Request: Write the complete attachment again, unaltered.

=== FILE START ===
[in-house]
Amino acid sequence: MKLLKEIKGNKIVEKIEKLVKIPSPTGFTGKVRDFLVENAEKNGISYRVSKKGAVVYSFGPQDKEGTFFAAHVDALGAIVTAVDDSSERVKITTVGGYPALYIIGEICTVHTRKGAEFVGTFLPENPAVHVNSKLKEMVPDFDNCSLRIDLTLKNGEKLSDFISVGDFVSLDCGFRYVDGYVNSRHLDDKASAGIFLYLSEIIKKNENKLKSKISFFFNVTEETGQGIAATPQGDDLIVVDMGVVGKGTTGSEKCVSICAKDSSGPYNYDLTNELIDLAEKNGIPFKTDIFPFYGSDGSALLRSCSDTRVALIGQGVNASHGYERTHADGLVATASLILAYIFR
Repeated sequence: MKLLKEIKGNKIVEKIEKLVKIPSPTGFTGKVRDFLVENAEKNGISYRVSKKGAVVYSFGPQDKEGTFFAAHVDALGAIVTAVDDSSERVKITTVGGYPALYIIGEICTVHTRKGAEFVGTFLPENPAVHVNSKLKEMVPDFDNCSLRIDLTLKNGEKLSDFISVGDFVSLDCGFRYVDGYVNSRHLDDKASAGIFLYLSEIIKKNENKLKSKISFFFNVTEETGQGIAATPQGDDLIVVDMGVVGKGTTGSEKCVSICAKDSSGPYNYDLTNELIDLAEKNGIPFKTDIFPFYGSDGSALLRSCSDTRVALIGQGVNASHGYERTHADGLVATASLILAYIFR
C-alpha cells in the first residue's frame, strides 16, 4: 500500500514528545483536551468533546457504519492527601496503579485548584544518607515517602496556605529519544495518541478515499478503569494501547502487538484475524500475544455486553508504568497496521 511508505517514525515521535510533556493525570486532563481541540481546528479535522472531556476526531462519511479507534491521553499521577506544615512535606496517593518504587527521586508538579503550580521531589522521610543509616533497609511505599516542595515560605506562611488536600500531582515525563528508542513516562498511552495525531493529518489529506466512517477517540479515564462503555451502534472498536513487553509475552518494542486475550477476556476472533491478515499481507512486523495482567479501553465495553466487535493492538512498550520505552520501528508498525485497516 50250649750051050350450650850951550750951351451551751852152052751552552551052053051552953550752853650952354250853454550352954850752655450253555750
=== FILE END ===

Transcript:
[in-house]
Amino acid sequence: MKLLKEIKGNKIVEKIEKLVKIPSPTGFTGKVRDFLVENAEKNGISYRVSKKGAVVYSFGPQDKEGTFFAAHVDALGAIVTAVDDSSERVKITTVGGYPALYIIGEICTVHTRKGAEFVGTFLPENPAVHVNSKLKEMVPDFDNCSLRIDLTLKNGEKLSDFISVGDFVSLDCGFRYVDGYVNSRHLDDKASAGIFLYLSEIIKKNENKLKSKISFFFNVTEETGQGIAATPQGDDLIVVDMGVVGKGTTGSEKCVSICAKDSSGPYNYDLTNELIDLAEKNGIPFKTDIFPFYGSDGSALLRSCSDTRVALIGQGVNASHGYERTHADGLVATASLILAYIFR
Repeated sequence: MKLLKEIKGNKIVEKIEKLVKIPSPTGFTGKVRDFLVENAEKNGISYRVSKKGAVVYSFGPQDKEGTFFAAHVDALGAIVTAVDDSSERVKITTVGGYPALYIIGEICTVHTRKGAEFVGTFLPENPAVHVNSKLKEMVPDFDNCSLRIDLTLKNGEKLSDFISVGDFVSLDCGFRYVDGYVNSRHLDDKASAGIFLYLSEIIKKNENKLKSKISFFFNVTEETGQGIAATPQGDDLIVVDMGVVGKGTTGSEKCVSICAKDSSGPYNYDLTNELIDLAEKNGIPFKTDIFPFYGSDGSALLRSCSDTRVALIGQGVNASHGYERTHADGLVATASLILAYIFR
C-alpha cells in the first residue's frame, strides 16, 4: 500500500514528545483536551468533546457504519492527601496503579485548584544518607515517602496556605529519544495518541478515499478503569494501547502487538484475524500475544455486553508504568497496521 511508505517514525515521535510533556493525570486532563481541540481546528479535522472531556476526531462519511479507534491521553499521577506544615512535606496517593518504587527521586508538579503550580521531589522521610543509616533497609511505599516542595515560605506562611488536600500531582515525563528508542513516562498511552495525531493529518489529506466512517477517540479515564462503555451502534472498536513487553509475552518494542486475550477476556476472533491478515499481507512486523495482567479501553465495553466487535493492538512498550520505552520501528508498525485497516 50250649750051050350450650850951550750951351451551751852152052751552552551052053051552953550752853650952354250853454550352954850752655450253555750